Jimmy Gibson playing his beloved Fender Strat
Here’s Jimmy playing his composition ZODIAC
For those that may not be aware, the renowned composer and chordman, Jimmy Gibson died over the weekend after a short illness.
Jimmy was a founder member of 70s rockers, Peggy’s Leg. The band’s dual guitar sound and intricate chord and riff progressions, forged by chordman Jimmy and lead guitarist Jimi Slevin, won them instant recognition and much critical acclaim. It was a natural bond and a band of brothers.
Jimmy went on to play with an array of bands and musicians and, in particular, with fiddle player Pat Collins and axeman extraordinaire Jimmy Faulkner in the much loved Django Rheinhardt influenced Hotfoot.
This has to be one of my many all-time favourite blues songs. Gary Moore playing the renowned Peter Green song ‘Jumping at Shadows’ which was written by Duster Bennett.
Peter gave Gary Moore his old 1959 Gibson Les Paul Standard.
Peter Green was the founder member of Fleetwood Mac, along with Mick Fleetwood, John McVie, and Jeremy Spencer. Green (as seems to befit the Fleetwood Mac culture ) was something of a troubled soul, and after two or three immensely successful years, basically just quit, being unable to handle the pressures of fame. Green had a fabulous tone and touch. Moore eventually recorded the album ‘Blues for Greeny’ as a tribute to Green’s legacy.
Someone once stated that Peter Green ‘came through like the wind and left whispers of greatness in his path’.
Published March 8, 2010
Musos, Gigs 'n' Stuff , Uncategorized
Tags: francis albert sinatra, frank sinar, frank sinatra, frank sinatra biography, george jacobs, kitty kelly, my way, sinatra - his way
Just finished reading Kitty Kelly’s biography of Frank Sinatra, His Way: The Unauthorized Biography of Frank Sinatra (1986) which covers Sinatra’s tumultuous marriages, alleged affairs and his links to the Mafia, among others.
Sinatra initiated a $2 million lawsuit to prevent the book from being published. He accused Kelley of character defamation and misrepresenting herself as his authorized biographer. He later withdrew his lawsuit.
Kelly’s Sinatra is ruthless, admirable, treacherous, devoted and a total control merchant. He was ruthless in his pursuit of success, admirable in his undoubted talent, devoted as a womaniser and mean in that he was mean-spirited often cutting off friendships that had lasted years, in the blink of an eye.
His Way is a chronicle of an egomaniac that appeared to know no restraints. Continue reading ‘Just finished reading Kitty Kelly’s biography of Frank Sinatra’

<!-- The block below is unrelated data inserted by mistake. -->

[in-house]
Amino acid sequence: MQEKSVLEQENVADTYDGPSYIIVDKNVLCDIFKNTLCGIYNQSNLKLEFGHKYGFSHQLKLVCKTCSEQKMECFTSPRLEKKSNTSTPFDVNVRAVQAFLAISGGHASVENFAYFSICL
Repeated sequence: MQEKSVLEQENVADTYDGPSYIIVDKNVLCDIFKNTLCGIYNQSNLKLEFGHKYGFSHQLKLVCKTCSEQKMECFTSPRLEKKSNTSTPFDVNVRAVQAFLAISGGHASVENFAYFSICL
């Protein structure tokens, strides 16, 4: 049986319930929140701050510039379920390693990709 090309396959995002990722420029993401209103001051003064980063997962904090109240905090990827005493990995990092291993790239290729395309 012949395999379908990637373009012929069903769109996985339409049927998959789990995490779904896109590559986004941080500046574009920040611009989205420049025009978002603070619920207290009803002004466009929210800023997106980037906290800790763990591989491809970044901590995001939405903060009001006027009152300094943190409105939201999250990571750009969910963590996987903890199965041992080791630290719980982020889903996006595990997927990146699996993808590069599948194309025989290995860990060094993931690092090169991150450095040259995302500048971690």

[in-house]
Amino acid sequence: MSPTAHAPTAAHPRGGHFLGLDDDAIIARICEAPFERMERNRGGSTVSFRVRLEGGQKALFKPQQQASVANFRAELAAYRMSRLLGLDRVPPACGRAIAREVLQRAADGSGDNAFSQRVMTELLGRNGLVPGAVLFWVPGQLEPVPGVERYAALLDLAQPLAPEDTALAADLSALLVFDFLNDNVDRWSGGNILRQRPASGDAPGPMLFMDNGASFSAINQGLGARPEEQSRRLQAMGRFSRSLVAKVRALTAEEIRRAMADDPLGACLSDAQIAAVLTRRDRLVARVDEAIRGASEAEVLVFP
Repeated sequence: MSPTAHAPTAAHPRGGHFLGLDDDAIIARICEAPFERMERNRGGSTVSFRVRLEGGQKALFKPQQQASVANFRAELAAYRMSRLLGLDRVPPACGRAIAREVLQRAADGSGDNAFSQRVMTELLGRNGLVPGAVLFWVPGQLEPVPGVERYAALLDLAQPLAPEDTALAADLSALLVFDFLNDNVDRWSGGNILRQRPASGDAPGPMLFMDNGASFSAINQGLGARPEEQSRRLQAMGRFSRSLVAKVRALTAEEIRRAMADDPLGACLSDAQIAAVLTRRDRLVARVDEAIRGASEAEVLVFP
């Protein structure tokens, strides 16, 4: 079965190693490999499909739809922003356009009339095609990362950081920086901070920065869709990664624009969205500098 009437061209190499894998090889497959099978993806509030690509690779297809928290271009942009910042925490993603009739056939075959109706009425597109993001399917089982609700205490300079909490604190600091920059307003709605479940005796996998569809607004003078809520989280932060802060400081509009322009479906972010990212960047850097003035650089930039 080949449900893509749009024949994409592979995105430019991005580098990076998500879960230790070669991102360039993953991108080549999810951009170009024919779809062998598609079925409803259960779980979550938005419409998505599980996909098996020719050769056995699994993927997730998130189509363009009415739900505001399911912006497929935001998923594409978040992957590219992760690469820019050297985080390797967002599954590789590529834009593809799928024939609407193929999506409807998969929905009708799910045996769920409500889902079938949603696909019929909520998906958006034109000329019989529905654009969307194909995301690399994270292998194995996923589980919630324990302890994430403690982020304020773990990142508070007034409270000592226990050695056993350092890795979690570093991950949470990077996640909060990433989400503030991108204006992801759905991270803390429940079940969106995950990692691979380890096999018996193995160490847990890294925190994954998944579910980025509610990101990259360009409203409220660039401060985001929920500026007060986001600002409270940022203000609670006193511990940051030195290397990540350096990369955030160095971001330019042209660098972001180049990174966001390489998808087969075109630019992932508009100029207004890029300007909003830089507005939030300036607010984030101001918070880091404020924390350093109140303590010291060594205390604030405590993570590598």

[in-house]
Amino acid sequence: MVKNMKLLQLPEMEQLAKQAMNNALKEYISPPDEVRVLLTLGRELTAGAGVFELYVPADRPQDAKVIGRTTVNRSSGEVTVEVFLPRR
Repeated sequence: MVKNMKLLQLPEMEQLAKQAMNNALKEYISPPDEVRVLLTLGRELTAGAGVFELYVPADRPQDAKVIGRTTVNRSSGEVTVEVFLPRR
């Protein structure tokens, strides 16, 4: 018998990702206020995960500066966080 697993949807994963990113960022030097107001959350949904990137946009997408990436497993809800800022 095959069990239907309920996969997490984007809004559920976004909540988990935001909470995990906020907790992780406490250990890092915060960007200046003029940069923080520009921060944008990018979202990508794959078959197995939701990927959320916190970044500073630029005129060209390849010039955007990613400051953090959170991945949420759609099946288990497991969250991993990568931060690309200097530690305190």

Following a series of meetings today I escaped with my dog for a walk in St. Annes Park in Clontarf – beautiful bright sunshine with the birds singing as I listened to Larry Carlton’s instrumental version of the old Michael McDonald penned Doobie Brother’s tune ‘Minute by Minute’.
There’s no doubt that Gary Moore has a legacy as one of the finest guitarists this island has ever produced. A Belfast boy who truly learned his trade on the boards and deserves the many plaudits he receives as a consumate musician.
My only concern with Gary Moore is that I have always felt he overplays and too often drowns out his backing musicians forsaking a lightness of touch and sublety for noise and power.
However this version of ‘Since I Met You Baby’ with BB King exemplifies the talents of both – a real hot sweaty gig in the best sense of the word. And Moore is on fire in this vid clip. Catch the riff he plays at 2.23.
Cold, cold, cold. Time now to remember the sad passing of John Martyn in January last year.
I have fond memories of sipping a cocktail on Railay Beach watching the brilliant red sunset glow across the ocean and fall slowly out of sight from a bar terrace on the beach What made it so memorable was the sound of this John Martyn remix by Talvin Singh of Sunshine’s Better pumping gently out of the large bass speakers in the background.
The track can be found on Café del Mar Volume 4 (cuatro).
Paul Weller is renowned by many as the modfather of English rock but few scratch beneath the surface to realise that talented though he undoubtedly is, Weller was heavily influenced by soul rocker, the former Small Faces and Humble Pie frontman, cockney rebel Steve Marriott.
Here’s a tribute to Marriott performed by a house band covering ‘All or Nothing’ – the band includes Paul Weller, Noel Gallagher and former Small Faces drummer Kenny Jones and former keyboard player Ian McLagan who opens on vocals.
and to get the real power of Marriott’s voice listen to him here as he adds B/Vs (backing vocals) to this old Easybeats song called Good Times. His vocal contribution lifts the song onto another level altogether.